Mancini and Sir Alex Ferguson appeared to want to settle a
compelling Premier League title race with fisticuffs in the
technical area in the second half as passions ran high in the
Manchester derby on Monday.
City's Mancini did not back down as Ferguson delivered some
Glasgow invective in his direction after tempers became frayed
with the feisty Scotsman's side looking desperate at 1-0 down,
much like his team in recent weeks.
Ferguson blamed Mancini for the touchline spat, accusing the
Italian of "badgering" the officials, while his opposite number
put it down to the "tension" of the occasion after his side had
taken the spoils with a Vincent Kompany goal.
After handshakes were offered and accepted and the dust
settled, however, it was Mancini who clearly won the tactical
battle against arguably Britain's greatest ever manager.
City, eight points adrift after the Easter fixtures having
been in charge for so long, seemed to have had their title
dreams shattered but they have dragged themselves back to the
summit on goal difference with two games remaining and are
within sight of a first title since 1968.
United, bidding for a record 20th English crown, have
stumbled, losing at Wigan Athletic and then throwing away a 4-2
lead against Everton last weekend.
They still boasted a three-point lead before kick-off on
Monday but were strangely subdued and barely tested City's
England keeper Joe Hart as the team Ferguson once labelled the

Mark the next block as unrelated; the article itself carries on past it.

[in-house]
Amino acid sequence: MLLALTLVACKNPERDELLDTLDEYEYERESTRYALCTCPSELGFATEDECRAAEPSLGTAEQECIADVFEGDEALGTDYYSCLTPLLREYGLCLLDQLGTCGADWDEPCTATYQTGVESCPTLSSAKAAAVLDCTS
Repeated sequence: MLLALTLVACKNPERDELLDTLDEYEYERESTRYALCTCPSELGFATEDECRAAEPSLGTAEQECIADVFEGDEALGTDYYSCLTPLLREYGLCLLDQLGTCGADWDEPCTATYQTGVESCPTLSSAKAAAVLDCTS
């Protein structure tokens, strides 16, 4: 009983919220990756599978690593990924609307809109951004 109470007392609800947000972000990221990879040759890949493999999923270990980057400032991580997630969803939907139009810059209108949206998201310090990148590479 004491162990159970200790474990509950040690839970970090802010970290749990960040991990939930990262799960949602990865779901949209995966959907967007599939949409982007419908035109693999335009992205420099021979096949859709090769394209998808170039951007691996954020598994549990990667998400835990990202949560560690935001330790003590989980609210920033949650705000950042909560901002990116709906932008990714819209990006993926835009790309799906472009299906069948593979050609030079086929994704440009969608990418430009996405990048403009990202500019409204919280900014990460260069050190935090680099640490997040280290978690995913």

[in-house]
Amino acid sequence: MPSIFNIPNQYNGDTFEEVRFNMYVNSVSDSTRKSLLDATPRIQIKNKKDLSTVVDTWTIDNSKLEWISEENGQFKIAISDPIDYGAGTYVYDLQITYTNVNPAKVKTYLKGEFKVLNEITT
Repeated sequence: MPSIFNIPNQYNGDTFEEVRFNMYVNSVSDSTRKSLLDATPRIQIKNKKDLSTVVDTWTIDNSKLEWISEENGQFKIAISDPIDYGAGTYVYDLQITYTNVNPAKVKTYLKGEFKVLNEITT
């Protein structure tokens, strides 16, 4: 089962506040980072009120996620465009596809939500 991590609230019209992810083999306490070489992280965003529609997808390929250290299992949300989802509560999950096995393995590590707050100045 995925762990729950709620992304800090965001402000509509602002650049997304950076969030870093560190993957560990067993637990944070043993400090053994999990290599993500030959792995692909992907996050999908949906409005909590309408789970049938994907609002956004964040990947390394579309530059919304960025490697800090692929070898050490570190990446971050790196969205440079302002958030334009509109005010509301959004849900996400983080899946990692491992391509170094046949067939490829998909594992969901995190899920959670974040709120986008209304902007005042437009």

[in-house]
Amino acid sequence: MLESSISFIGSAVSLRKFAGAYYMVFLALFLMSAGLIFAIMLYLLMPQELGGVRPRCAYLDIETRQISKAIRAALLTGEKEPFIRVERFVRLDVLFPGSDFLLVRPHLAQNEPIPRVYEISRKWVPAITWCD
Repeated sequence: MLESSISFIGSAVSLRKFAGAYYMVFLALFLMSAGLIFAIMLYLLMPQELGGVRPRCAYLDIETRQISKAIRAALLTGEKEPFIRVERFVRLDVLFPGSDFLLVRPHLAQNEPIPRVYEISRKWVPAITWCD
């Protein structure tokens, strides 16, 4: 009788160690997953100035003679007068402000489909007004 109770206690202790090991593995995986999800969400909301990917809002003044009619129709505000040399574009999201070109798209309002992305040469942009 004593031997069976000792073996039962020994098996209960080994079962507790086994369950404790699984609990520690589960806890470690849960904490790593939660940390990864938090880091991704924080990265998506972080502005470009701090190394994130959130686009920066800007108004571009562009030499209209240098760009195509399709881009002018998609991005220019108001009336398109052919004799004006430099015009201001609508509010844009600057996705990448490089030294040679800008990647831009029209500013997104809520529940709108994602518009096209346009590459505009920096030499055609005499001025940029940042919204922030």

"noisy neighbours" seized the title initiative with a priceless
1-0 victory to seal a league double over their arch rivals.
Mancini expressed some surprise at United's cautious
approach although admitting the job was far from complete.
"It's a great victory but we have two difficult games left
and United have two easy games," said Mancini, whose side face
fifth-placed Newcastle United this weekend before a final home
game against strugglers Queens Park Rangers.
"United are still favourites. [United's opponents] Swansea
and Sunderland have nothing to play for. I am very happy that we
are top but it doesn't change anything.
"United put all their players behind the ball and only one
striker. They wanted the draw. They played a different game to
usual. We deserved to win."
Ferguson, who began with Wayne Rooney as a lone striker,
said his side underperformed and the title was now in City's
"It was feisty and competitive as we expected and there were
not a lot of goal chances," Ferguson told Sky Sports. "David de
Gea only had one save to make but I'm disappointed we never
tested their goalkeeper to be honest.
"It was a damaging result, they are in the driving seat and
we are up against it. They only need to win two more games and
they win the league, simple as that.
"It's not over yet, of course it's not over, there is still
football to play. But the situation is that they have an eight
goal advantage which is a big advantage at this stage."
After a bright start United played second fiddle as City
upped the tempo and began to dominate possession with former
United striker Carlos Tevez driving his side forward.
United would have been happy to reach halftime at 0-0 but
City captain Kompany produced a thumping header a minute before
the break to put his side in control.
"If you let in a goal from a set piece at this level of
football you only have yourselves to blame," Ferguson said.
"It was a bad time to concede because there was nothing
happening in the game. They had lots of the ball around the box
without doing anything then they get a corner kick and score."
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